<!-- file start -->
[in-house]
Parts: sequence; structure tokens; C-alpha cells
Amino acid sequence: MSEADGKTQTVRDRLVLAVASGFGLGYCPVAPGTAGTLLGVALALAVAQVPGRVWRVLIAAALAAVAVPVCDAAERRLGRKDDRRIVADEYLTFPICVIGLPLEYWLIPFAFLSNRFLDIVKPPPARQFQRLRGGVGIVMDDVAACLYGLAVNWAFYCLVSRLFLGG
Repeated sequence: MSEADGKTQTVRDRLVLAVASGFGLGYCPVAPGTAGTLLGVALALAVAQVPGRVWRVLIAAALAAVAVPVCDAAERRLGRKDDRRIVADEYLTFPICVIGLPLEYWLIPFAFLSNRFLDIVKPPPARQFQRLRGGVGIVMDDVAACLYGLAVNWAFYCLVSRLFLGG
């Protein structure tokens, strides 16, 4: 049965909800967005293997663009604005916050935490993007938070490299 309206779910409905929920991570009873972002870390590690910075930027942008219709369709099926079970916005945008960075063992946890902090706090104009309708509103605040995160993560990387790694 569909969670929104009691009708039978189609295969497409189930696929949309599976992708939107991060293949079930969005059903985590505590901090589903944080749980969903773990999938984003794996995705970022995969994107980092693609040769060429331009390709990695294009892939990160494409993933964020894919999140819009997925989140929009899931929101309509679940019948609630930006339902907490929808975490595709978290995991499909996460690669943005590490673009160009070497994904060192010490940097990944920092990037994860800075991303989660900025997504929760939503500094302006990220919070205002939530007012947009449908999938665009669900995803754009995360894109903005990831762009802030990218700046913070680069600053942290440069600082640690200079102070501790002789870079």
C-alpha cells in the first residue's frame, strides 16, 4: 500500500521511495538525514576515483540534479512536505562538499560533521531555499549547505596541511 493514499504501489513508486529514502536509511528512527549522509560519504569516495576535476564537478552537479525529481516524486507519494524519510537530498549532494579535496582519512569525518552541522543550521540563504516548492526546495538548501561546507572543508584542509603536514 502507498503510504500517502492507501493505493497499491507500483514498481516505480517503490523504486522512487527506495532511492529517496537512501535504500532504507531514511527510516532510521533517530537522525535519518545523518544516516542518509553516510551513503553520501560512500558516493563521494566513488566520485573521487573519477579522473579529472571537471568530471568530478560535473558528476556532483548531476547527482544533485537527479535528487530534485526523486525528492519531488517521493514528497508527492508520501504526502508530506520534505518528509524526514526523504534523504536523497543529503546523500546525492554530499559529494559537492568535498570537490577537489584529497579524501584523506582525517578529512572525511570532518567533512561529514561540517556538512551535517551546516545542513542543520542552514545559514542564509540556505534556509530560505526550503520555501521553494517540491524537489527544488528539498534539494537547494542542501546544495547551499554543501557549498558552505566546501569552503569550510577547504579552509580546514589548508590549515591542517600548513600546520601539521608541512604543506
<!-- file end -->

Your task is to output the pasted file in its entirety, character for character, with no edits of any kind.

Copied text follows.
[in-house]
Parts: sequence; structure tokens; C-alpha cells
Amino acid sequence: MSEADGKTQTVRDRLVLAVASGFGLGYCPVAPGTAGTLLGVALALAVAQVPGRVWRVLIAAALAAVAVPVCDAAERRLGRKDDRRIVADEYLTFPICVIGLPLEYWLIPFAFLSNRFLDIVKPPPARQFQRLRGGVGIVMDDVAACLYGLAVNWAFYCLVSRLFLGG
Repeated sequence: MSEADGKTQTVRDRLVLAVASGFGLGYCPVAPGTAGTLLGVALALAVAQVPGRVWRVLIAAALAAVAVPVCDAAERRLGRKDDRRIVADEYLTFPICVIGLPLEYWLIPFAFLSNRFLDIVKPPPARQFQRLRGGVGIVMDDVAACLYGLAVNWAFYCLVSRLFLGG
């Protein structure tokens, strides 16, 4: 049965909800967005293997663009604005916050935490993007938070490299 309206779910409905929920991570009873972002870390590690910075930027942008219709369709099926079970916005945008960075063992946890902090706090104009309708509103605040995160993560990387790694 569909969670929104009691009708039978189609295969497409189930696929949309599976992708939107991060293949079930969005059903985590505590901090589903944080749980969903773990999938984003794996995705970022995969994107980092693609040769060429331009390709990695294009892939990160494409993933964020894919999140819009997925989140929009899931929101309509679940019948609630930006339902907490929808975490595709978290995991499909996460690669943005590490673009160009070497994904060192010490940097990944920092990037994860800075991303989660900025997504929760939503500094302006990220919070205002939530007012947009449908999938665009669900995803754009995360894109903005990831762009802030990218700046913070680069600053942290440069600082640690200079102070501790002789870079």
C-alpha cells in the first residue's frame, strides 16, 4: 500500500521511495538525514576515483540534479512536505562538499560533521531555499549547505596541511 493514499504501489513508486529514502536509511528512527549522509560519504569516495576535476564537478552537479525529481516524486507519494524519510537530498549532494579535496582519512569525518552541522543550521540563504516548492526546495538548501561546507572543508584542509603536514 502507498503510504500517502492507501493505493497499491507500483514498481516505480517503490523504486522512487527506495532511492529517496537512501535504500532504507531514511527510516532510521533517530537522525535519518545523518544516516542518509553516510551513503553520501560512500558516493563521494566513488566520485573521487573519477579522473579529472571537471568530471568530478560535473558528476556532483548531476547527482544533485537527479535528487530534485526523486525528492519531488517521493514528497508527492508520501504526502508530506520534505518528509524526514526523504534523504536523497543529503546523500546525492554530499559529494559537492568535498570537490577537489584529497579524501584523506582525517578529512572525511570532518567533512561529514561540517556538512551535517551546516545542513542543520542552514545559514542564509540556505534556509530560505526550503520555501521553494517540491524537489527544488528539498534539494537547494542542501546544495547551499554543501557549498558552505566546501569552503569550510577547504579552509580546514589548508590549515591542517600548513600546520601539521608541512604543506